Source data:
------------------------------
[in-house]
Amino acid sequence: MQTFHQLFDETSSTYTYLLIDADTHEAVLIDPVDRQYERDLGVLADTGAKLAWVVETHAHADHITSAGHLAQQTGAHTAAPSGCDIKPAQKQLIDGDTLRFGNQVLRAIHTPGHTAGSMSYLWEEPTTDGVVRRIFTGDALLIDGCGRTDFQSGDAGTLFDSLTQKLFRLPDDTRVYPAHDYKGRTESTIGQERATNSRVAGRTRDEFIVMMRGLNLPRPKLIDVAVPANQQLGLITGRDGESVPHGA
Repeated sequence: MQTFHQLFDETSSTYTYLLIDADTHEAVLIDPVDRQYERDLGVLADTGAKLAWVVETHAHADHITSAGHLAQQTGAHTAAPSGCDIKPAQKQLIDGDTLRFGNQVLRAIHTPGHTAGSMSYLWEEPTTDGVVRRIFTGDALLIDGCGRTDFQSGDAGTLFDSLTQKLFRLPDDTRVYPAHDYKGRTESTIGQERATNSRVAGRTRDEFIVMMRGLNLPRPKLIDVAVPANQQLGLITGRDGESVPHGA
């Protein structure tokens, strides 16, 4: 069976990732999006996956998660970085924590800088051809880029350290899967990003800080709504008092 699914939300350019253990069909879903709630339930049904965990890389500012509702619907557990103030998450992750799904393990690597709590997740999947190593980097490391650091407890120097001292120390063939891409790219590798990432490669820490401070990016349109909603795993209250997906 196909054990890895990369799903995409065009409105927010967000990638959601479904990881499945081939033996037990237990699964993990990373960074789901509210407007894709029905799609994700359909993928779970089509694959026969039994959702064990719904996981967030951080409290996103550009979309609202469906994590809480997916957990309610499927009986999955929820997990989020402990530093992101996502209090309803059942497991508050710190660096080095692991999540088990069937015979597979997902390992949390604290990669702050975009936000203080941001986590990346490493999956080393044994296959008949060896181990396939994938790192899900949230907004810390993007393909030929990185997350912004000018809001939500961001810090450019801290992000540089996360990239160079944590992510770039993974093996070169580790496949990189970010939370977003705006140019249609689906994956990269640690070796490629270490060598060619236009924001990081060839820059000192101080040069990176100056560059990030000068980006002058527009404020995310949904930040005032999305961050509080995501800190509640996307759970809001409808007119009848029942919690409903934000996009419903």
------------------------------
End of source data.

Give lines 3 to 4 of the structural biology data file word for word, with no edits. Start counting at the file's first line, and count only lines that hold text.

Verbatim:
Repeated sequence: MQTFHQLFDETSSTYTYLLIDADTHEAVLIDPVDRQYERDLGVLADTGAKLAWVVETHAHADHITSAGHLAQQTGAHTAAPSGCDIKPAQKQLIDGDTLRFGNQVLRAIHTPGHTAGSMSYLWEEPTTDGVVRRIFTGDALLIDGCGRTDFQSGDAGTLFDSLTQKLFRLPDDTRVYPAHDYKGRTESTIGQERATNSRVAGRTRDEFIVMMRGLNLPRPKLIDVAVPANQQLGLITGRDGESVPHGA
């Protein structure tokens, strides 16, 4: 069976990732999006996956998660970085924590800088051809880029350290899967990003800080709504008092 699914939300350019253990069909879903709630339930049904965990890389500012509702619907557990103030998450992750799904393990690597709590997740999947190593980097490391650091407890120097001292120390063939891409790219590798990432490669820490401070990016349109909603795993209250997906 196909054990890895990369799903995409065009409105927010967000990638959601479904990881499945081939033996037990237990699964993990990373960074789901509210407007894709029905799609994700359909993928779970089509694959026969039994959702064990719904996981967030951080409290996103550009979309609202469906994590809480997916957990309610499927009986999955929820997990989020402990530093992101996502209090309803059942497991508050710190660096080095692991999540088990069937015979597979997902390992949390604290990669702050975009936000203080941001986590990346490493999956080393044994296959008949060896181990396939994938790192899900949230907004810390993007393909030929990185997350912004000018809001939500961001810090450019801290992000540089996360990239160079944590992510770039993974093996070169580790496949990189970010939370977003705006140019249609689906994956990269640690070796490629270490060598060619236009924001990081060839820059000192101080040069990176100056560059990030000068980006002058527009404020995310949904930040005032999305961050509080995501800190509640996307759970809001409808007119009848029942919690409903934000996009419903």